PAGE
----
Much of North America has had much to note about temperature this winter. It's been a whole different kind of adventure up here.
It’s halfway through the winter and I only have a few moments in my memory. I’ve only been skiing once, snowshoeing once, and that’s a tremendous disappointment. Our pictures are those few moments, too: frozen in time, waiting for our eyes to finish the story.
As I type this, we have had 222" of snow this season, already over our average, and with a couple of months yet to go. My scooter sits in the garage kind of sadly, to say nothing of my bicycles. And I really miss disc golf.
It was quite a grey day out on Lake Superior. Literally. A lot of these pictures are out on the lake itself; it’s frozen more than a half mile out, and satellite imagery shows we’re more than half frozen now. But while it was dark and dreary, I remember this day out more like this. More with these colours, the small hints of warmth on a landscape set to pause.
It hasn’t been the easiest winter, probably an appropriate cap to a year that hasn’t been terribly easy. I feel like I’m reaching back behind me to pick up pieces I’m leaving behind, let alone getting out in front of what I want to do. It’s like looking back at the shore as my boots crunch out on the ice, not really noticing where the edge is. Scary, that.
That’s why I like these photos. That’s why I like this place. They freeze. Pause. Take a breath from what I’m doing and look around with a clear head. Winter usually lets us do that. It’s why I’m looking forward to temperatures above, say 10F next week to get out and ski. I’m not great at it, but stopping in the woods, a few flakes coming down, trees hung with their winter wonder, it’s a pause.
We all need a pause sometimes.
I reach back to a few other frozen moments in my head. I remember one of the first CDs I bought, probably around 1990 or so, and it had the warning on the bottom that it was originally recorded using analogue equipment. So it might not sound as good had it been digital. The Mighty Lemon Drops “Out of Hand” comes to mind. I hear that song, the kind of thing that would have fit in being rehearsed in the top floor of one of the unrenovated academic buildings where I started undergrad. No running to a device to check, like a postal worker who could show up at any time. Mail ninjas. Text messages. IMs. Same thing.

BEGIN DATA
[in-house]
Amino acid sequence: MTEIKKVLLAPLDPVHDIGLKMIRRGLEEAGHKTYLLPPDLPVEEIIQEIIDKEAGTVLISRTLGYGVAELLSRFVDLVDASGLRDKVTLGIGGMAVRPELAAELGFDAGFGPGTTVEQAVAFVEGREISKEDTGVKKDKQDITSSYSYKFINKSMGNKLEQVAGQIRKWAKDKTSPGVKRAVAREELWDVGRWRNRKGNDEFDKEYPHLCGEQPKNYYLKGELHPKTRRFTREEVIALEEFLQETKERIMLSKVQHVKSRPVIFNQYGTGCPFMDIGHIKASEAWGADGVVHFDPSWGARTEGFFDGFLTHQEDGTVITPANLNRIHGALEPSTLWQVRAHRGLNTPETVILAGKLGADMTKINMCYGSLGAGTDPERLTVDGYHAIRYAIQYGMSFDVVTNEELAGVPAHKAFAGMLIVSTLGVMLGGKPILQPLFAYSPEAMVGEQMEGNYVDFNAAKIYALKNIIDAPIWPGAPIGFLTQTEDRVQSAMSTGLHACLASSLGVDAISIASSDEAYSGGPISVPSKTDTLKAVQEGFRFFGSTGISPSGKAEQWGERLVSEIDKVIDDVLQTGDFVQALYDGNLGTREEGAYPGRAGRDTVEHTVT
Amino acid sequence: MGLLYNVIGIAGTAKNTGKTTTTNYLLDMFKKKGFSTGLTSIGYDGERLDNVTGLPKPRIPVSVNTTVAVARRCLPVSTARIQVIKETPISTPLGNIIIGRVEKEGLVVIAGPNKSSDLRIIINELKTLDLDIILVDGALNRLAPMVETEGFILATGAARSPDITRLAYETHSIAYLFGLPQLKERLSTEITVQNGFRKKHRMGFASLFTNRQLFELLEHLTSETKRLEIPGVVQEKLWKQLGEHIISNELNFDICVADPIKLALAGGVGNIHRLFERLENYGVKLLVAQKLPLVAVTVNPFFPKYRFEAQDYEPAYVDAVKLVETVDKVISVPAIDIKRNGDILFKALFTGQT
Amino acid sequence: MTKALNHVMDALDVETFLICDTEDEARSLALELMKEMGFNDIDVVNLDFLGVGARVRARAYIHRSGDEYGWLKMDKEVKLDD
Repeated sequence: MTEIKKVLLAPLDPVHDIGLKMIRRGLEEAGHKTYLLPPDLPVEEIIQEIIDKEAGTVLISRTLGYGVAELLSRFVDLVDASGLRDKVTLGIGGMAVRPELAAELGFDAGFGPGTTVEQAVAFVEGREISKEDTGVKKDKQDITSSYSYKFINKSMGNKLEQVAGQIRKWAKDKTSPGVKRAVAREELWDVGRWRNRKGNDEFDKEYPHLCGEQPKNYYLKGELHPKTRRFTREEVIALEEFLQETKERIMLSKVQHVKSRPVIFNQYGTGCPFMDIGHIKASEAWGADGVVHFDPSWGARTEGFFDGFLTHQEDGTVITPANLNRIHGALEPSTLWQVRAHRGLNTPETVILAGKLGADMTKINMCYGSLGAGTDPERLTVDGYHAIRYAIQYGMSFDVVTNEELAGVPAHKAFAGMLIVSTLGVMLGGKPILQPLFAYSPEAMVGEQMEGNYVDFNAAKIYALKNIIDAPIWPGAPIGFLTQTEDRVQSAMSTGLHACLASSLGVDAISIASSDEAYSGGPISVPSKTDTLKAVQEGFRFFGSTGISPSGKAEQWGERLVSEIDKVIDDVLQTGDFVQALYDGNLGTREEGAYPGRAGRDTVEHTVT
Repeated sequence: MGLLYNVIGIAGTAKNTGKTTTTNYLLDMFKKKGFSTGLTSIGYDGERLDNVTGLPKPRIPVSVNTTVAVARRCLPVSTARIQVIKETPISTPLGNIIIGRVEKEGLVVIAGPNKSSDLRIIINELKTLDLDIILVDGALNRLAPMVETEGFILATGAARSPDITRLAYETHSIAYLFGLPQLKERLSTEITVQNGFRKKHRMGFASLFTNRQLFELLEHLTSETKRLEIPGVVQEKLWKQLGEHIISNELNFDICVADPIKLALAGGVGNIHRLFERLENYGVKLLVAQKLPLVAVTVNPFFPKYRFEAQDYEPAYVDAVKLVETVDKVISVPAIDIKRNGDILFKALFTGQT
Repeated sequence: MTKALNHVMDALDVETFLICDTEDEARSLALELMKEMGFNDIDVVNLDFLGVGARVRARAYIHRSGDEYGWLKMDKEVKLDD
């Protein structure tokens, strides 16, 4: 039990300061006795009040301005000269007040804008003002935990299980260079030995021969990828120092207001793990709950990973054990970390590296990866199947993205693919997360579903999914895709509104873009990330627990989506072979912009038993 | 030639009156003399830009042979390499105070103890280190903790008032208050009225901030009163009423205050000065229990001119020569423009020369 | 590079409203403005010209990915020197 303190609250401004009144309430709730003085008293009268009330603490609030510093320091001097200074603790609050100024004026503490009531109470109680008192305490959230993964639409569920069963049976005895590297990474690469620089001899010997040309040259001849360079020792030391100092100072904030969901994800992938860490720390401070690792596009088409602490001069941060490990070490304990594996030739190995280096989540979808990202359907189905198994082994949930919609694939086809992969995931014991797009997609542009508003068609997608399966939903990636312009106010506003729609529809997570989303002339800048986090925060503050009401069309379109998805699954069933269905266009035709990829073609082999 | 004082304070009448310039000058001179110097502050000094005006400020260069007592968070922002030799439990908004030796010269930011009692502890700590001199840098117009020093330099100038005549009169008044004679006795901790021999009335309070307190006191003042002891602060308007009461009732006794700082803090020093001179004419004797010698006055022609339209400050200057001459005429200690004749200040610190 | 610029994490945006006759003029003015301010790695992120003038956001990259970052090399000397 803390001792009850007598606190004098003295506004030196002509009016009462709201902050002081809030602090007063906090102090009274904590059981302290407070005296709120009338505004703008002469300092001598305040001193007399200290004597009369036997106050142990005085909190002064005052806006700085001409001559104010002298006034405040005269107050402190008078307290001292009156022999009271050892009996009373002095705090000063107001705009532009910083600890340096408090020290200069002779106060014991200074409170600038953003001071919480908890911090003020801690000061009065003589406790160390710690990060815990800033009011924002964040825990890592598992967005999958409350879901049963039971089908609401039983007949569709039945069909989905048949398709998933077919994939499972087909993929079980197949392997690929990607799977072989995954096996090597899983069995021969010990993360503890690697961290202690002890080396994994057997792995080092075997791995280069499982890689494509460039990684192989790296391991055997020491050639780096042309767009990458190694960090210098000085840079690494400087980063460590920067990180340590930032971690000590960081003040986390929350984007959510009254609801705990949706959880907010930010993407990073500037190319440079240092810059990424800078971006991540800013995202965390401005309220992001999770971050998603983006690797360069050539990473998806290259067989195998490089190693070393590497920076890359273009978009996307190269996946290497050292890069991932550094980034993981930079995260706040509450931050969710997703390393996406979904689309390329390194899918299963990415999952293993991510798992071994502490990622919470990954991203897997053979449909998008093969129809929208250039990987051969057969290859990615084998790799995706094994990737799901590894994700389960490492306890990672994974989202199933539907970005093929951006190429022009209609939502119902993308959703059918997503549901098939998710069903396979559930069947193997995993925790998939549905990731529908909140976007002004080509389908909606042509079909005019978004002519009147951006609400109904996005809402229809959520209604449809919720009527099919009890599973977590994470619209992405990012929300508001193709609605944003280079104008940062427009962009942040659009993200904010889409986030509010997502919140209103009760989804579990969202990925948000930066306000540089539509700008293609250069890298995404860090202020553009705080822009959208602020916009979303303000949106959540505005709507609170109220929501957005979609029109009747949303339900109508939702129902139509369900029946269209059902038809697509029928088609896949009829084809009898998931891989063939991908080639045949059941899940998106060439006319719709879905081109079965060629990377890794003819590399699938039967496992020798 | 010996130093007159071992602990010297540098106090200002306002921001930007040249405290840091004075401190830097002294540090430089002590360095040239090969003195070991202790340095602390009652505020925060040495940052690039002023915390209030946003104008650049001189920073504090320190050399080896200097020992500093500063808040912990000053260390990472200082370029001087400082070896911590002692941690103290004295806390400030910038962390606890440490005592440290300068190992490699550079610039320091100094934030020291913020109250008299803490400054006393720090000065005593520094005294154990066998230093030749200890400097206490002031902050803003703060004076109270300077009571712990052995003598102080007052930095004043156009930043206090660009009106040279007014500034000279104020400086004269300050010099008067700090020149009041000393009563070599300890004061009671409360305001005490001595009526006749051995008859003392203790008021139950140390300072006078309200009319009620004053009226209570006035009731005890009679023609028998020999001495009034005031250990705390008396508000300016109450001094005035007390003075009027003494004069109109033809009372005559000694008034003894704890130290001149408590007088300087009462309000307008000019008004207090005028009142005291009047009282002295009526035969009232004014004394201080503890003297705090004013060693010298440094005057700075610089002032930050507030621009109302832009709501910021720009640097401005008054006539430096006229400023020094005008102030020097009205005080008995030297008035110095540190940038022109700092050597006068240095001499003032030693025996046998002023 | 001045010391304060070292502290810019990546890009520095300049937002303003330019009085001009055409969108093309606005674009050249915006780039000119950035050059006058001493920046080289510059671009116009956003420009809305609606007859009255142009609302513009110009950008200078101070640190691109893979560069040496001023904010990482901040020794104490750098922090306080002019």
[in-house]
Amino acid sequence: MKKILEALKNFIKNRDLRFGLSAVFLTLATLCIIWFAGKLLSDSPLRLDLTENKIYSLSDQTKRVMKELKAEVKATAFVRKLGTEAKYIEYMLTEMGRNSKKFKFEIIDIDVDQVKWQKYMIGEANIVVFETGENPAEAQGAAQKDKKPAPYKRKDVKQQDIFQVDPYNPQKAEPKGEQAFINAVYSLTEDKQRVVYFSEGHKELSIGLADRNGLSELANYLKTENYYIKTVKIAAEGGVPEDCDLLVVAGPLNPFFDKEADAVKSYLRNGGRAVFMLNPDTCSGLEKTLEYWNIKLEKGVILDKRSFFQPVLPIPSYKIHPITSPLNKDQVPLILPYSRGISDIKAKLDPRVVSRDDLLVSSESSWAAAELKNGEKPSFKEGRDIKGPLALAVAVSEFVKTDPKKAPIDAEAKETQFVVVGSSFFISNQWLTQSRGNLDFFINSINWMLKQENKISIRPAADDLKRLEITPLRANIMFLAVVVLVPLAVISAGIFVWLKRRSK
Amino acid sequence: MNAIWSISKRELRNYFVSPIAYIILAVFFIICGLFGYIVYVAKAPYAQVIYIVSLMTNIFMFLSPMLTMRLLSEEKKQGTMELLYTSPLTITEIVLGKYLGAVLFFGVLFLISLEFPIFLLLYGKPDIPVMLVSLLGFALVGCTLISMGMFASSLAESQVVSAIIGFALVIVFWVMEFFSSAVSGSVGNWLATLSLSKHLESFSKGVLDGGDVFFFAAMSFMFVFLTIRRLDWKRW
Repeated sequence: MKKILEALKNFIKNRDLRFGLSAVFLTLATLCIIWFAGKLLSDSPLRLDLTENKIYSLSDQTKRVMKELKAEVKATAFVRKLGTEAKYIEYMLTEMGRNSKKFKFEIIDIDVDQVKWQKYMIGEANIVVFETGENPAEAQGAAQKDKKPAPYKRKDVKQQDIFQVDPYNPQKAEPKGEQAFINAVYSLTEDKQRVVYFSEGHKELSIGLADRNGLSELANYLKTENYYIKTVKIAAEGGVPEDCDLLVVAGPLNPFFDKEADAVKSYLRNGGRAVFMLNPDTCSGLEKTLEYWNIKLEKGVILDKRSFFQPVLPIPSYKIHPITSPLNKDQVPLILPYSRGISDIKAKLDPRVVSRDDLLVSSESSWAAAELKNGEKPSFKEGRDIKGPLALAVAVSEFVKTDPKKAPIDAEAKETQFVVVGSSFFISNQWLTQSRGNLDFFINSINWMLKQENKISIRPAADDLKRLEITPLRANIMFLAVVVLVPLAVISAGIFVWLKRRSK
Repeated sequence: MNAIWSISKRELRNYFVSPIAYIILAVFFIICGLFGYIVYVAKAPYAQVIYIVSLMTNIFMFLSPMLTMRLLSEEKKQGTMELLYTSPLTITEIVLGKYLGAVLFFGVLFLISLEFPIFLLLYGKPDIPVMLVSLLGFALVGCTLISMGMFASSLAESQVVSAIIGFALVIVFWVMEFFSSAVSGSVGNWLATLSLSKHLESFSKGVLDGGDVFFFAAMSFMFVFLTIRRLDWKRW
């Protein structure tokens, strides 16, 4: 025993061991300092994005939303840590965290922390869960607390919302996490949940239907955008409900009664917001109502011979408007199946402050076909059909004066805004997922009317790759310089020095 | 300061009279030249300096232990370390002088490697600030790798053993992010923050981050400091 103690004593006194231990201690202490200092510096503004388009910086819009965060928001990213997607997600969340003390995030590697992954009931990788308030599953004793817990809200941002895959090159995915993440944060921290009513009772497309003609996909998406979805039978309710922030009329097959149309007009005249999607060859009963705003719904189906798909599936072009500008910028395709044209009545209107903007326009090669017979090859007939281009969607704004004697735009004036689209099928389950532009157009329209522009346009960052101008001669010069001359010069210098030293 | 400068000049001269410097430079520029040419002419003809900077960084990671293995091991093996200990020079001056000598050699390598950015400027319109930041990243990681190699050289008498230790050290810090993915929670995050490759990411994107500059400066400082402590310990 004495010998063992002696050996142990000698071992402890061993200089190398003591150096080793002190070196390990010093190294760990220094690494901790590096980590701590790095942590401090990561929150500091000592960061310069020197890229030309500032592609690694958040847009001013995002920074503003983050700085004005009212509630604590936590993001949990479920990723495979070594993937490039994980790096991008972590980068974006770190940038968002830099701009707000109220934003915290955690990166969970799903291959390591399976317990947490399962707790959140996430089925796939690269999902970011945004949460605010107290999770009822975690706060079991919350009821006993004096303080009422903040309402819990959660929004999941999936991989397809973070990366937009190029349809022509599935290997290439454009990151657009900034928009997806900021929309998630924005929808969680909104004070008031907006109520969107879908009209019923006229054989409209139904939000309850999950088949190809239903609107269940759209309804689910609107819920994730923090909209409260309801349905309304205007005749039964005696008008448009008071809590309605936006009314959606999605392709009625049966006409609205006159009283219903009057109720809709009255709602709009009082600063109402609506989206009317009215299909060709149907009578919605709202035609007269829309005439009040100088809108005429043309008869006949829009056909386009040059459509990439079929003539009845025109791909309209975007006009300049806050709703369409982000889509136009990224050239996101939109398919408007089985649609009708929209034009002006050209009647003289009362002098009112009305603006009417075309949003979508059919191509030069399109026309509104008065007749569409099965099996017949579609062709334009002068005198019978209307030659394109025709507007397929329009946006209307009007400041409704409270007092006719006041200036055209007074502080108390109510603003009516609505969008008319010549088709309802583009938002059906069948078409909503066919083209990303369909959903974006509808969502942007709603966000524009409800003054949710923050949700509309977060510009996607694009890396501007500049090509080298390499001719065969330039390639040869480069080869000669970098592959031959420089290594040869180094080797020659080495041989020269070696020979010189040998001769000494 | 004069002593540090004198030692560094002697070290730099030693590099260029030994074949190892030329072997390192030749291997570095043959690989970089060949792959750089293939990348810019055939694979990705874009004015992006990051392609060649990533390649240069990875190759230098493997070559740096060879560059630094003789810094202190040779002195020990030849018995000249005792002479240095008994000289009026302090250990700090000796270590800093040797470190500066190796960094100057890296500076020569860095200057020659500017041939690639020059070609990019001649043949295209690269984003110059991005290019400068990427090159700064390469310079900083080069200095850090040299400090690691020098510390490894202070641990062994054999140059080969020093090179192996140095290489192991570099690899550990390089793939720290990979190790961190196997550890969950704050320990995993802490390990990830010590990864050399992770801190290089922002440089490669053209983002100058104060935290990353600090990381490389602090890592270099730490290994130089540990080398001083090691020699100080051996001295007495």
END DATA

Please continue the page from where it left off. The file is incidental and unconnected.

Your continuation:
Around the same time I drove my first car around the suburbs, trying to find obscure music or maybe a video game I really wanted. And there was that question if it would be there or not. Could I get it or not. Was it possible. No, just ordering it online if it was out of stock or the employee just looked at you oddly while you tried to remember the name. I remember the boxes, CDs and games alike, all of these eye-catching images, frozen. I don’t necessarily judge by a cover, but I can be drawn in by one. They would make me pause. I never remember checking to see what time it was, let alone a calendar.
I searched forever. Alright, about two years. I wanted a CD from the English duo Red Flag. Naive Art was the one my sister’s friend had, but I never saw it anywhere else. Then, one day, shopping in a second-hand store somewhere or other, I found the remix album in the stack of stuff they just got. $3.99. I borrowed a quarter to cover the sales tax. I remember where I sat, the way the car felt hot in the summer on the ride home, the pitch of my friend’s squeaking voice. It’s a snapshot that runs forward and backward.
I don’t know how many of those I have now. I’ll be turning 36 in a couple of weeks. I don’t know where the last 12 or so years have gone. I really don’t. I have so few images. I’ve gone from one thing to another, barely pausing, holding on to so few. I look back, but there’s nothing for me to scramble and reach. That scares me as I’m walking forward.
I’m not old, but I feel old. I feel like things are slipping away. I feel like I need to live, and to live now. Think of the song “Rod Beck” by Stroke 9. “I find myself waiting for things to happen to me in my life. And then all of a sudden I come to this incredible understanding: As I’m waiting my life is happening—this is my life—and it’s a little bit upsetting.”
Collect them while you look ahead.
Words and photos by Kevin Hodur. Previously calling suburban Chicago and Portland home, Kevin now lives and works as a writer on Upper Michigan’s Keweenaw Peninsula. Catch more editions of The Road Rarely Traveled next time, written approximately whenever.